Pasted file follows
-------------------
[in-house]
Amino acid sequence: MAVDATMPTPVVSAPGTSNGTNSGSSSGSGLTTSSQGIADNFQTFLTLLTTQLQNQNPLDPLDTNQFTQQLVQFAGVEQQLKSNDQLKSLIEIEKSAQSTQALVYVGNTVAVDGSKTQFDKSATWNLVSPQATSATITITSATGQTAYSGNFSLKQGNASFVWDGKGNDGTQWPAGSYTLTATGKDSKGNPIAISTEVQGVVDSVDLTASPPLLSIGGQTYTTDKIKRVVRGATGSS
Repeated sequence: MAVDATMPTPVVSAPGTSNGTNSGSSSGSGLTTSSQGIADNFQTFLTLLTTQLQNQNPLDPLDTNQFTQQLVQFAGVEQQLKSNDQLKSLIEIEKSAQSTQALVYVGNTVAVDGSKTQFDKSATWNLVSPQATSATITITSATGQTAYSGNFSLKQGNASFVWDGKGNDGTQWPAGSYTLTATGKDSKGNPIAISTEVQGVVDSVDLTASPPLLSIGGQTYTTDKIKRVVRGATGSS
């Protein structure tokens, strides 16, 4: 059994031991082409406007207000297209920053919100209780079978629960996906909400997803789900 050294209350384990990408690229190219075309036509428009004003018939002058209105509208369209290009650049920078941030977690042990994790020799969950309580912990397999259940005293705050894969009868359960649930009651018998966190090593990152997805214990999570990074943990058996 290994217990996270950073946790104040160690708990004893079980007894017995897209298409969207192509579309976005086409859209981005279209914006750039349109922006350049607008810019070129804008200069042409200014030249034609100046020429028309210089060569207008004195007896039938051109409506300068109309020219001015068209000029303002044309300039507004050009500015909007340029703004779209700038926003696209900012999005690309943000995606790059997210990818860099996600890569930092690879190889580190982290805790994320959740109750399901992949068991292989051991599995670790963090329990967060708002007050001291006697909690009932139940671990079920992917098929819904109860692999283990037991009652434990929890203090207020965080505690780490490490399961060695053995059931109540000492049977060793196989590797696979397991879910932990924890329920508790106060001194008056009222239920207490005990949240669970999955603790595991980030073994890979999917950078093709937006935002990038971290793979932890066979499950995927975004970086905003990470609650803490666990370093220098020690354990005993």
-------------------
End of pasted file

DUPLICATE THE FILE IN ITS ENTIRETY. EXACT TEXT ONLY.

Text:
[in-house]
Amino acid sequence: MAVDATMPTPVVSAPGTSNGTNSGSSSGSGLTTSSQGIADNFQTFLTLLTTQLQNQNPLDPLDTNQFTQQLVQFAGVEQQLKSNDQLKSLIEIEKSAQSTQALVYVGNTVAVDGSKTQFDKSATWNLVSPQATSATITITSATGQTAYSGNFSLKQGNASFVWDGKGNDGTQWPAGSYTLTATGKDSKGNPIAISTEVQGVVDSVDLTASPPLLSIGGQTYTTDKIKRVVRGATGSS
Repeated sequence: MAVDATMPTPVVSAPGTSNGTNSGSSSGSGLTTSSQGIADNFQTFLTLLTTQLQNQNPLDPLDTNQFTQQLVQFAGVEQQLKSNDQLKSLIEIEKSAQSTQALVYVGNTVAVDGSKTQFDKSATWNLVSPQATSATITITSATGQTAYSGNFSLKQGNASFVWDGKGNDGTQWPAGSYTLTATGKDSKGNPIAISTEVQGVVDSVDLTASPPLLSIGGQTYTTDKIKRVVRGATGSS
């Protein structure tokens, strides 16, 4: 059994031991082409406007207000297209920053919100209780079978629960996906909400997803789900 050294209350384990990408690229190219075309036509428009004003018939002058209105509208369209290009650049920078941030977690042990994790020799969950309580912990397999259940005293705050894969009868359960649930009651018998966190090593990152997805214990999570990074943990058996 290994217990996270950073946790104040160690708990004893079980007894017995897209298409969207192509579309976005086409859209981005279209914006750039349109922006350049607008810019070129804008200069042409200014030249034609100046020429028309210089060569207008004195007896039938051109409506300068109309020219001015068209000029303002044309300039507004050009500015909007340029703004779209700038926003696209900012999005690309943000995606790059997210990818860099996600890569930092690879190889580190982290805790994320959740109750399901992949068991292989051991599995670790963090329990967060708002007050001291006697909690009932139940671990079920992917098929819904109860692999283990037991009652434990929890203090207020965080505690780490490490399961060695053995059931109540000492049977060793196989590797696979397991879910932990924890329920508790106060001194008056009222239920207490005990949240669970999955603790595991980030073994890979999917950078093709937006935002990038971290793979932890066979499950995927975004970086905003990470609650803490666990370093220098020690354990005993």